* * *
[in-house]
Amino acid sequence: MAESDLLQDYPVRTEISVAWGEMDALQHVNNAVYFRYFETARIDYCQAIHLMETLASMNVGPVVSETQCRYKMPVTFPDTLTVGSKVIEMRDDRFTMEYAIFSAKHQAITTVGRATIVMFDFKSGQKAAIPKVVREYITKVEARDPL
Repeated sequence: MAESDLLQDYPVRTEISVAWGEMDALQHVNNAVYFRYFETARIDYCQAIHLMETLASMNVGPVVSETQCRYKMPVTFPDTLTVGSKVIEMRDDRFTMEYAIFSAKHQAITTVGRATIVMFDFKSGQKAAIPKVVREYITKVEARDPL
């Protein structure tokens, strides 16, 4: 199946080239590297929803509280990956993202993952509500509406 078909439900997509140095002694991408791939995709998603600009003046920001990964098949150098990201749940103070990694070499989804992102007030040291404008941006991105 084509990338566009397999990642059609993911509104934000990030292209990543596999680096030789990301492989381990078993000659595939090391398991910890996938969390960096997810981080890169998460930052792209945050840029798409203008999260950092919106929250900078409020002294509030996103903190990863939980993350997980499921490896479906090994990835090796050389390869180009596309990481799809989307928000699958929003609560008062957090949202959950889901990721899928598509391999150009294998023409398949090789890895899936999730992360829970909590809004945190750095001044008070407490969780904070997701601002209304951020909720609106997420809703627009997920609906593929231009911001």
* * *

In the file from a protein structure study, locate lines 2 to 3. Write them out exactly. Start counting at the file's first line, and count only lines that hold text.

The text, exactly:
Amino acid sequence: MAESDLLQDYPVRTEISVAWGEMDALQHVNNAVYFRYFETARIDYCQAIHLMETLASMNVGPVVSETQCRYKMPVTFPDTLTVGSKVIEMRDDRFTMEYAIFSAKHQAITTVGRATIVMFDFKSGQKAAIPKVVREYITKVEARDPL
Repeated sequence: MAESDLLQDYPVRTEISVAWGEMDALQHVNNAVYFRYFETARIDYCQAIHLMETLASMNVGPVVSETQCRYKMPVTFPDTLTVGSKVIEMRDDRFTMEYAIFSAKHQAITTVGRATIVMFDFKSGQKAAIPKVVREYITKVEARDPL